thank you, war nerd!

here’s the war nerd on syria:

“War Nerd: Our Ringers vs. Your Ringers”

“When you look at this war strictly as a military struggle, you notice something weird: over two years of fighting, the lines are almost totally static….

“If you look at a map of sectarian demographics in Syria, and superimpose it on a map showing areas of Assad control and rebel-held regions, you’ll see that the two maps are almost identical. And the front lines haven’t changed much since the Sunni grabbed control of their neighborhoods two years ago…. The lines held by the Sunni, Shi’ia and Kurds barely move.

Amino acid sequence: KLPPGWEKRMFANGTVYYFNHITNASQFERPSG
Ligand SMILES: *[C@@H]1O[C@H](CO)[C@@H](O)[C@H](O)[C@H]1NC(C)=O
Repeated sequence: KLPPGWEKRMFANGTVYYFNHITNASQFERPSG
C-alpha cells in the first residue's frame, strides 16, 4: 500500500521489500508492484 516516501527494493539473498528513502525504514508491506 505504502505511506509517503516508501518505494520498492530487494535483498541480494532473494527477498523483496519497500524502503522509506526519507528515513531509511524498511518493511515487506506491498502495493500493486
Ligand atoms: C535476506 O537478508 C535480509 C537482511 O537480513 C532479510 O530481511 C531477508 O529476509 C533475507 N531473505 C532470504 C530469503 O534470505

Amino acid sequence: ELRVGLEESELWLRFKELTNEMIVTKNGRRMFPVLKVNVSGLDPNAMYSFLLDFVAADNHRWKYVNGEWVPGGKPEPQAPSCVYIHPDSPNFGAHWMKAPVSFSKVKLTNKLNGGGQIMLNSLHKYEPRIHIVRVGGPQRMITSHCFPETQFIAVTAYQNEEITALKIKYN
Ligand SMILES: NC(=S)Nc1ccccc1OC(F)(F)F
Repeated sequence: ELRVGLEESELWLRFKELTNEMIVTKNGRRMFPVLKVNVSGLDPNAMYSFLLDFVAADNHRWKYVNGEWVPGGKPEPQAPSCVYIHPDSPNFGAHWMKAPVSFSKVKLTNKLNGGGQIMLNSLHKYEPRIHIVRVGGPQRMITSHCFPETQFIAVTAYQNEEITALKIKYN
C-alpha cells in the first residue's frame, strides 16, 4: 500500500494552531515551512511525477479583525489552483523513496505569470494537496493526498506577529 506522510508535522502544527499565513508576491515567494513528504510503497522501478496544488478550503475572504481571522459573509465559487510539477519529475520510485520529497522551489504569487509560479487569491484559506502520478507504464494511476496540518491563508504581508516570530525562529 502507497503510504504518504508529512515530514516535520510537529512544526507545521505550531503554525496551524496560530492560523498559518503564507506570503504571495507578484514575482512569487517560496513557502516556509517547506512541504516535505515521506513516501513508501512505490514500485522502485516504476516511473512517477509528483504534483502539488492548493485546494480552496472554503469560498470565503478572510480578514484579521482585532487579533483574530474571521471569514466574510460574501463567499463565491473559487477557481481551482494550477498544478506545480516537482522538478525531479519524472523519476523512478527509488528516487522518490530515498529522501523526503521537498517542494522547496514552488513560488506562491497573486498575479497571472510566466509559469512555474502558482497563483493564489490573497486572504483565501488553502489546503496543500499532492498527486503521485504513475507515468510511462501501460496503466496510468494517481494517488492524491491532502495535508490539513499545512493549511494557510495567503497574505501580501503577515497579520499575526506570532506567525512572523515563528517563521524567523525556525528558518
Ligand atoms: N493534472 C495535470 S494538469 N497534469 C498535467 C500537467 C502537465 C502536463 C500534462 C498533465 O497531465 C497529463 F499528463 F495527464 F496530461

“And by the way, I’m going to talk about Sunni, Alawite, Shi’ia, and Kurds, because that’s what matters in Syria. This is a sectarian war, and pretending it isn’t is just pious nonsense. As long as you keep in mind that in the Levant, ‘sect’ means an ethnic group as much as a religion. And if that seems weird, try thinking of a classic Levantine sectarian outpost you may have heard of, the one called ‘Israel.’ Are Israeli Jews a religion or an ethnic group, a people? Both, more or less — a very sloppy, leaky Venn diagram. Religion works as an ethnic marker for most groups in the Levant, not just the Israelis. And the fact that there are always outliers, people too noble or crazy or sophisticated to be defined by their sect, doesn’t change the fact that for most people, the sect is what defines you.